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Edited by John T. Addison and Claus Schnabel
Chapter 11: Unions and Unionism Around the World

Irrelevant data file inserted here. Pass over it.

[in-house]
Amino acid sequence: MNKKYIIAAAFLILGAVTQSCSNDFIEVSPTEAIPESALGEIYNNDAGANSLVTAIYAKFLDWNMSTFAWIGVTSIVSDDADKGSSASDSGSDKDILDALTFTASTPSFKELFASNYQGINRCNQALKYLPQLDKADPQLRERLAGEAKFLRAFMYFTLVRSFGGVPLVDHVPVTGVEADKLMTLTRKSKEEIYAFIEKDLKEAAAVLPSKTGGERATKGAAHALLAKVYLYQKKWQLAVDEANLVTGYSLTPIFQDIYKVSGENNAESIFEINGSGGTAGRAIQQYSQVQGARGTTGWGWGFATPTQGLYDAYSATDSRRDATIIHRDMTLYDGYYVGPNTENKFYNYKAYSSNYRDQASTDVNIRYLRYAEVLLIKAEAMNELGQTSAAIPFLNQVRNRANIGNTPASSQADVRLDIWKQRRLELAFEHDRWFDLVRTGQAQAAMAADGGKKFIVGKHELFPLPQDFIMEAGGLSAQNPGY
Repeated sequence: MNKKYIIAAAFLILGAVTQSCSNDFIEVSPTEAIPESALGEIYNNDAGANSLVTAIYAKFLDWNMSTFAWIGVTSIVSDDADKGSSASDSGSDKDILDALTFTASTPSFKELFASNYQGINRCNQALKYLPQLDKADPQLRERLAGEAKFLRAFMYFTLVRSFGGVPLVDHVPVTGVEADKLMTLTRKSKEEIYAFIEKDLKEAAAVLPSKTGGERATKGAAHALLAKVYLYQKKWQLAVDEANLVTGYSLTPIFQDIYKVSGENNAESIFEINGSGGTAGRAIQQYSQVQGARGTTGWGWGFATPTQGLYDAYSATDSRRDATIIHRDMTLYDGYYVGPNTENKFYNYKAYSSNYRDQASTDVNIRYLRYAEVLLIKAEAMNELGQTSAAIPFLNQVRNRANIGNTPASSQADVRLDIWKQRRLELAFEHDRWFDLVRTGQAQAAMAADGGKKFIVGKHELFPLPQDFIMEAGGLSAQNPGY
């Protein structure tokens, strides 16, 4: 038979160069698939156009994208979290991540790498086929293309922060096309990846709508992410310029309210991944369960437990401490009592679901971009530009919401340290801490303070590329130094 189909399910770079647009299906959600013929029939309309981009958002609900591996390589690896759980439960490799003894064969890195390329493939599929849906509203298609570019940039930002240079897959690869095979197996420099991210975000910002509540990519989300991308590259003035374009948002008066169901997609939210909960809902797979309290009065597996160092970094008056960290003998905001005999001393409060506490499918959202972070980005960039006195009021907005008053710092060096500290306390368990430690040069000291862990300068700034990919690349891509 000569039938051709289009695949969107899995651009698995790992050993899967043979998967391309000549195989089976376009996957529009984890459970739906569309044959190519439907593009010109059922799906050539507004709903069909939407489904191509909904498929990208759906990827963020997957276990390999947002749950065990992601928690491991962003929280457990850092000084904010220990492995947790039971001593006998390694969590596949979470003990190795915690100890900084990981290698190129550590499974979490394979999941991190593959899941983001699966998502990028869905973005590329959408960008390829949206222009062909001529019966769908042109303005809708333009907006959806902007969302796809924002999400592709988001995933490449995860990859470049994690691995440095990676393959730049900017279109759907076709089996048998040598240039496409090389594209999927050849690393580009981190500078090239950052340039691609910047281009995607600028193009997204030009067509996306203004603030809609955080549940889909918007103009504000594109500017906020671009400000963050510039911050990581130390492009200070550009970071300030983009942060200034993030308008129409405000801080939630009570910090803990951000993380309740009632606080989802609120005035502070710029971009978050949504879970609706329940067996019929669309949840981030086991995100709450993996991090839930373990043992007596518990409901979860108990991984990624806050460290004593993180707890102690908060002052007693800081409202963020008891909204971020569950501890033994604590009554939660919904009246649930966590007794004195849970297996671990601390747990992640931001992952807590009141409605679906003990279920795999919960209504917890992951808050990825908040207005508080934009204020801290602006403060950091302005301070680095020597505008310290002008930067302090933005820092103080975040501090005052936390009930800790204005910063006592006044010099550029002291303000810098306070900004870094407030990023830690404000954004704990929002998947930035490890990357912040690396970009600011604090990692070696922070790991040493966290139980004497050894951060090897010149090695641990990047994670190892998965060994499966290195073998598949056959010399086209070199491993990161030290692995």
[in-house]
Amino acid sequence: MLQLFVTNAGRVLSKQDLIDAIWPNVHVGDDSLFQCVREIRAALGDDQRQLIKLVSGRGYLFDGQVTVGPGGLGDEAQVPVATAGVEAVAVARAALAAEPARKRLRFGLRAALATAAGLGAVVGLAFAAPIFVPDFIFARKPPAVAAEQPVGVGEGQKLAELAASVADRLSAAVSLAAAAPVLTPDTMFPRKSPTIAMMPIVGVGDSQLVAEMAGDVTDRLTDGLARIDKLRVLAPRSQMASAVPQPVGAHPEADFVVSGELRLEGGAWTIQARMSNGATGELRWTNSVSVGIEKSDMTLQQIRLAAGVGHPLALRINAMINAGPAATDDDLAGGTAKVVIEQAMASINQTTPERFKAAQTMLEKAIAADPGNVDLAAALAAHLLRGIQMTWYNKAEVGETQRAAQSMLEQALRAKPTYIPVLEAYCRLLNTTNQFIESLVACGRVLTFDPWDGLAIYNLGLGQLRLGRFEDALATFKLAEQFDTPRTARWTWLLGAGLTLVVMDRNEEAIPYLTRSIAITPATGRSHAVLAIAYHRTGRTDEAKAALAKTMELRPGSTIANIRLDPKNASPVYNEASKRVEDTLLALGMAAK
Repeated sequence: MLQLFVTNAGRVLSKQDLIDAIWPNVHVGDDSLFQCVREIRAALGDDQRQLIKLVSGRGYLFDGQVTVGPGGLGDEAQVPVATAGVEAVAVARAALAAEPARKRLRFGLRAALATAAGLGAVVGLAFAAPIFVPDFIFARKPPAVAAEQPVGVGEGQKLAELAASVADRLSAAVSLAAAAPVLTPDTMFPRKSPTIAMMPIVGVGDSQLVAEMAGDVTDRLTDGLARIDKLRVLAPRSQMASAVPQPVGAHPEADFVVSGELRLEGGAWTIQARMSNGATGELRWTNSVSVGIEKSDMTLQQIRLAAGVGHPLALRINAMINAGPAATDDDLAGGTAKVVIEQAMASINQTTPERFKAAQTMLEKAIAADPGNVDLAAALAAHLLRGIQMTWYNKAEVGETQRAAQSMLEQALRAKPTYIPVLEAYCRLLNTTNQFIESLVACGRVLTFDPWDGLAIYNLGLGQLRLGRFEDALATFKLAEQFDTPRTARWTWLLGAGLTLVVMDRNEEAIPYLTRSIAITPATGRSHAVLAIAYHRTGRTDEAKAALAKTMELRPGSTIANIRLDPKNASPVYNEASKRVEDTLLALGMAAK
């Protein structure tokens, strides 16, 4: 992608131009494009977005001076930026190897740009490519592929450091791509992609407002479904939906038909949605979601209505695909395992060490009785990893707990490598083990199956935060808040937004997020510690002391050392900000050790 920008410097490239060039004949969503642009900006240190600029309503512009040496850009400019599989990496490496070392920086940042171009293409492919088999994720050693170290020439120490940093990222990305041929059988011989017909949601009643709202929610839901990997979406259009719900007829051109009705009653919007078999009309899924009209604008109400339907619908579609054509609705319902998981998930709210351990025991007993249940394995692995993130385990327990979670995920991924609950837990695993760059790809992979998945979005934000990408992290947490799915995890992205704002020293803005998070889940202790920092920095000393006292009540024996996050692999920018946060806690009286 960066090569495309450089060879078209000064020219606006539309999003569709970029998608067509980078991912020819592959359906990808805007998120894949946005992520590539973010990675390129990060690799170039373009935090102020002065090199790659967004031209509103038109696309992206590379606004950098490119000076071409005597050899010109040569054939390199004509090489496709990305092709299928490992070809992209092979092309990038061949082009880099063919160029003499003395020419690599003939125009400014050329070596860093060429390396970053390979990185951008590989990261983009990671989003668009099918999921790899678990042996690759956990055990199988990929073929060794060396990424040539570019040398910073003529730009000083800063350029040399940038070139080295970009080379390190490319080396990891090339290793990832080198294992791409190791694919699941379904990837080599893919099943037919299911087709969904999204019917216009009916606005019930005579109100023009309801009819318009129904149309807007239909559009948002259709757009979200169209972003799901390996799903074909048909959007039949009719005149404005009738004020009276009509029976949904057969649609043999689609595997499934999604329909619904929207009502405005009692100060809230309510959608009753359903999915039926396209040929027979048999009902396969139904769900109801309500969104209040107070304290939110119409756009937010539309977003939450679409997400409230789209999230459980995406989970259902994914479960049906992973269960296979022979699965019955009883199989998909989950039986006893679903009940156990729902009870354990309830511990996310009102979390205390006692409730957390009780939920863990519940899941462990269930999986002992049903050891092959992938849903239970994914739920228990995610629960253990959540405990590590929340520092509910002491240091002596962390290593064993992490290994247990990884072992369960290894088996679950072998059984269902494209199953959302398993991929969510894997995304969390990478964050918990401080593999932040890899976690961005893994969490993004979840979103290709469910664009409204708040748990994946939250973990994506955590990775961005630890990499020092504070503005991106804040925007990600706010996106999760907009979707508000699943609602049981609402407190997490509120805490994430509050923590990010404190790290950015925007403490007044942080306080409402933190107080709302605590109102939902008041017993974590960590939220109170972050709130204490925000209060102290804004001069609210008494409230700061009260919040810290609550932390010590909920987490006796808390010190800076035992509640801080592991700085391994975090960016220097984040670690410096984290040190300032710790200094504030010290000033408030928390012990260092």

Jelle Visser 1. Introduction Most of our theories and research on industrial relations and trade unions are derived from a limited set of countries and experiences. Because of data limitations, comparative studies are usually limited to the 20 odd industrialized market economies. This has two disadvantages. First, our views and generalizations are likely to be biased by a ‘western’ or ‘industrialized economy’ view. Second, cross-national comparative analysis typically suﬀers from a small-N problem. Our predictions about the development of trade unions, and the propositions that underlie them, would gain in stature if tested in as many diﬀerent national and industrial settings as possible (Verma et al., 2002). It is in this spirit, that I have tried to expand beyond the usual in this chapter. This survey covers developments of trade unions and unionization from 103 countries, together making up 2.5 billion of the three billion people who, according to the most recent estimate of International Labour Organization, form the world’s labour force (ILO, 1998, p. 1). The total number of union members can be estimated at around 320 million people: 91 million in China, 65 million in Russia, Ukraine and Belarus, 61 million (74 million if retired and unemployed workers are included) in Europe (33 countries), 38 million in Asia (16 countries), 14 million in Africa (28 countries), 24 million in North America (Canada, the USA and Mexico) and 29 million in Central and Latin America (19 countries).1 If we exclude the one half of the word’s...
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